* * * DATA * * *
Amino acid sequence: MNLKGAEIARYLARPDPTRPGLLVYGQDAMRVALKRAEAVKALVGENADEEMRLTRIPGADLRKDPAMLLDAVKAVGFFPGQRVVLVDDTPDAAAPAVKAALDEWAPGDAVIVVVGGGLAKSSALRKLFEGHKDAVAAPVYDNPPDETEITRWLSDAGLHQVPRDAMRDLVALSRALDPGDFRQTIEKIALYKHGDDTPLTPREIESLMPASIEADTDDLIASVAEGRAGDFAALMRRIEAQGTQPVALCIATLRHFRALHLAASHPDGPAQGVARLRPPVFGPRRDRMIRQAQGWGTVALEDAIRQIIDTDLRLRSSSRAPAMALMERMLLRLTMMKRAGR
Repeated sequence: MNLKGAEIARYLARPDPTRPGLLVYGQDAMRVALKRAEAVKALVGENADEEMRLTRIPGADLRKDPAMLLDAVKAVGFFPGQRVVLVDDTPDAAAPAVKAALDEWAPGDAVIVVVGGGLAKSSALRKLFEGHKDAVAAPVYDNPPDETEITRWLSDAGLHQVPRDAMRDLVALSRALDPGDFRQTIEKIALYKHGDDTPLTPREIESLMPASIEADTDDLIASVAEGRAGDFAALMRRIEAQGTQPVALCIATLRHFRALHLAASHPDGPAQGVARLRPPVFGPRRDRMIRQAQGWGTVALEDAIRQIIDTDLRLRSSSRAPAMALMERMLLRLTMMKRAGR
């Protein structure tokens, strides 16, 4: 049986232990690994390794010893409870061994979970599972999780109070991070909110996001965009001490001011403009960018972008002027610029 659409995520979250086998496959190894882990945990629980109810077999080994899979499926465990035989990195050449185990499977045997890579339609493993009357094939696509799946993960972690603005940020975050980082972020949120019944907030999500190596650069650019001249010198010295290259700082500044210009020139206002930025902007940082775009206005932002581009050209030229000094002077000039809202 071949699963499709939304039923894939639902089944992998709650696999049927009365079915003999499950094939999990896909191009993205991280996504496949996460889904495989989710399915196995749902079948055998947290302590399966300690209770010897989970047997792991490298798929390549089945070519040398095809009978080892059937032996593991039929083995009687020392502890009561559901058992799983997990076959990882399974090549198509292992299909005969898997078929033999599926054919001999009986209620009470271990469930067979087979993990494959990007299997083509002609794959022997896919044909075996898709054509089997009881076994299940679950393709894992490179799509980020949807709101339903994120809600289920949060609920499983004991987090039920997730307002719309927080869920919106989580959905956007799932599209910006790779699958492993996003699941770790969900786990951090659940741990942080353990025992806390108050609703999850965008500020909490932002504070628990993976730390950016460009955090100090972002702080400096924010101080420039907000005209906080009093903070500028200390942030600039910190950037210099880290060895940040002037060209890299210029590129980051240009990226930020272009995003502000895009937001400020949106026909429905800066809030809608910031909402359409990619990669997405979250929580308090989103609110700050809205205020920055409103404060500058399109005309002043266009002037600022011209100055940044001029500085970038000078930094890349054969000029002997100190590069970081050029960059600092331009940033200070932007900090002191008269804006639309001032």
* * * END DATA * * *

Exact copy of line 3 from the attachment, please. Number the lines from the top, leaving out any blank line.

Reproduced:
């Protein structure tokens, strides 16, 4: 049986232990690994390794010893409870061994979970599972999780109070991070909110996001965009001490001011403009960018972008002027610029 659409995520979250086998496959190894882990945990629980109810077999080994899979499926465990035989990195050449185990499977045997890579339609493993009357094939696509799946993960972690603005940020975050980082972020949120019944907030999500190596650069650019001249010198010295290259700082500044210009020139206002930025902007940082775009206005932002581009050209030229000094002077000039809202 071949699963499709939304039923894939639902089944992998709650696999049927009365079915003999499950094939999990896909191009993205991280996504496949996460889904495989989710399915196995749902079948055998947290302590399966300690209770010897989970047997792991490298798929390549089945070519040398095809009978080892059937032996593991039929083995009687020392502890009561559901058992799983997990076959990882399974090549198509292992299909005969898997078929033999599926054919001999009986209620009470271990469930067979087979993990494959990007299997083509002609794959022997896919044909075996898709054509089997009881076994299940679950393709894992490179799509980020949807709101339903994120809600289920949060609920499983004991987090039920997730307002719309927080869920919106989580959905956007799932599209910006790779699958492993996003699941770790969900786990951090659940741990942080353990025992806390108050609703999850965008500020909490932002504070628990993976730390950016460009955090100090972002702080400096924010101080420039907000005209906080009093903070500028200390942030600039910190950037210099880290060895940040002037060209890299210029590129980051240009990226930020272009995003502000895009937001400020949106026909429905800066809030809608910031909402359409990619990669997405979250929580308090989103609110700050809205205020920055409103404060500058399109005309002043266009002037600022011209100055940044001029500085970038000078930094890349054969000029002997100190590069970081050029960059600092331009940033200070932007900090002191008269804006639309001032």